Danny Biasone

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Danny Biasone
Born(1909-02-22)February 22, 1909
DiedMay 25, 1992(1992-05-25) (aged 83)
NationalityItalian American
OccupationSports manager

Daniel Biasone (February 22, 1909 – May 25, 1992) was the founding owner of the Syracuse Nationals, an NBA team now known as the Philadelphia 76ers. Biasone, who was a childhood immigrant to the United States from Italy, was mostly known for advocating the use of the shot clock in basketball. Biasone was posthumously inducted into the Naismith Memorial Basketball Hall of Fame in 2000 for his contributions to the sport.

Although he did not originate the idea of a shot clock, he strongly supported its adoption in professional basketball. Biasone successfully lobbied the NBA to institute the shot clock in 1954. With Syracuse Nationals general manager Leo Ferris, Biasone was responsible for establishing the NBA shot clock at 24 seconds, where it has remained to this day.[1] He supported the 24-second rule on the basis of his observations, experience, and basic arithmetic. Biasone asserted that basketball proved most exciting when it achieved a balance between stalling contests and wild shootouts. He envisioned a well-paced match-up in which each team took around 60 shots per game. Given that professional basketball games lasted 48 minutes. Ferris divided 2880 (the number of seconds in 48 minutes) by 120 (the total number of shots taken per game when each team attempted 60 shots) and arrived at a figure he considered optimal: one shot every 24 seconds.[2] He was also a primary force in convincing the NBA to adopt the backcourt foul rule in 1953.[citation needed]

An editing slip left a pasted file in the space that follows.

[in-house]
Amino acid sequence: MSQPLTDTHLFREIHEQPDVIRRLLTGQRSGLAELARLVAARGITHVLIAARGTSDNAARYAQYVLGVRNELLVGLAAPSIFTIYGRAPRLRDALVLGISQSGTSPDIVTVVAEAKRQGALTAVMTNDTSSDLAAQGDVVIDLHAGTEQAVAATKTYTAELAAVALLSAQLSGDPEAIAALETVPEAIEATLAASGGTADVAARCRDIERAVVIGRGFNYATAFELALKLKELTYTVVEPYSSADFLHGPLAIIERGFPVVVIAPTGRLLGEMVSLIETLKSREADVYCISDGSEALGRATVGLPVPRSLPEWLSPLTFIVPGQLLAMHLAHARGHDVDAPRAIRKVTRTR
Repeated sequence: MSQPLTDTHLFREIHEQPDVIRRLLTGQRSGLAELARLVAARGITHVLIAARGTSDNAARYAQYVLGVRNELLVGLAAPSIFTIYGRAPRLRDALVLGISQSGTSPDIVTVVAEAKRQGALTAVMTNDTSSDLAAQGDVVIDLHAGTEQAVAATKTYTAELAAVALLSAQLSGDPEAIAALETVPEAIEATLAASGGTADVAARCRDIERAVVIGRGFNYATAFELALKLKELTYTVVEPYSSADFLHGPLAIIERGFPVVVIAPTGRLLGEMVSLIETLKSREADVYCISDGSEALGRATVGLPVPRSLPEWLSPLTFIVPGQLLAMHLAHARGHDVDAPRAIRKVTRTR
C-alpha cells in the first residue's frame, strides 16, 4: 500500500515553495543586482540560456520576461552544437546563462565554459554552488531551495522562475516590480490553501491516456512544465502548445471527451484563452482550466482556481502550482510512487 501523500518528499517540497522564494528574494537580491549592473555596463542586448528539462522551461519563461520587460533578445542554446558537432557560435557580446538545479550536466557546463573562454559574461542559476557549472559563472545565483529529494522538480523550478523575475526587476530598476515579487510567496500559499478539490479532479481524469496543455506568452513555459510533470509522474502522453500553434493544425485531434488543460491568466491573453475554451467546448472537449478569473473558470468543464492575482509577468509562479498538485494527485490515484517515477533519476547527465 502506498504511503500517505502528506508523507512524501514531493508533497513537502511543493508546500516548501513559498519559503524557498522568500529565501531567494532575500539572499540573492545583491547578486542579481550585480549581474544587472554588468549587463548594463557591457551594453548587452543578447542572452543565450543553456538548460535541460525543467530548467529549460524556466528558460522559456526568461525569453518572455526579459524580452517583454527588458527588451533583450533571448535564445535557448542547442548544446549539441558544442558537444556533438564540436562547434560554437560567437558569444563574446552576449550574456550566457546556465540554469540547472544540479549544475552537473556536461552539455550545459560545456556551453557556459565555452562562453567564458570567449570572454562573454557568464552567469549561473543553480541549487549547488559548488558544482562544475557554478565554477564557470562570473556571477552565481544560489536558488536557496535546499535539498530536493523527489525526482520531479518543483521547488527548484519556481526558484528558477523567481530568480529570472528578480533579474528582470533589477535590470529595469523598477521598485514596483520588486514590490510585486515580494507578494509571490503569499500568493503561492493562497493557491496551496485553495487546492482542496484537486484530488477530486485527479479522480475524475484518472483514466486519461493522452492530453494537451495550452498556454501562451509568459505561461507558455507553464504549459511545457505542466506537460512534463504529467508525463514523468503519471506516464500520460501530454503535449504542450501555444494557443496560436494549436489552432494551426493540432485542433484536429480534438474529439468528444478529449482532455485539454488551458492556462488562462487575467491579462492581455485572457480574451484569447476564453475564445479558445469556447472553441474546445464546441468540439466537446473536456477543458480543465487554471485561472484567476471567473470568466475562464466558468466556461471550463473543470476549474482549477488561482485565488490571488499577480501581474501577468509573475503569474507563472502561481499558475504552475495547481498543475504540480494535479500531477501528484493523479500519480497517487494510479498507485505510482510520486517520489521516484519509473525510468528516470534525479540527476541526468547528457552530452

Biasone was featured in the book Basketball History in Syracuse, Hoops Roots by author Mark Allen Baker published by The History Press in 2010. The book is an introduction to professional basketball in Syracuse and includes teams like (Vic Hanson's) All-Americans, the Syracuse Reds and the Syracuse Nationals (1946–1963).

References[edit]

  1. ^ "Long-forgotten Leo Ferris helped devise NBA's 24-second clock, first used 61 years ago today". ESPN.com. Retrieved 2017-01-19.
  2. ^ "The day time stopped: How the shot clock came to Syracuse, and changed basketball". syracuse.com. Retrieved 2017-01-19.

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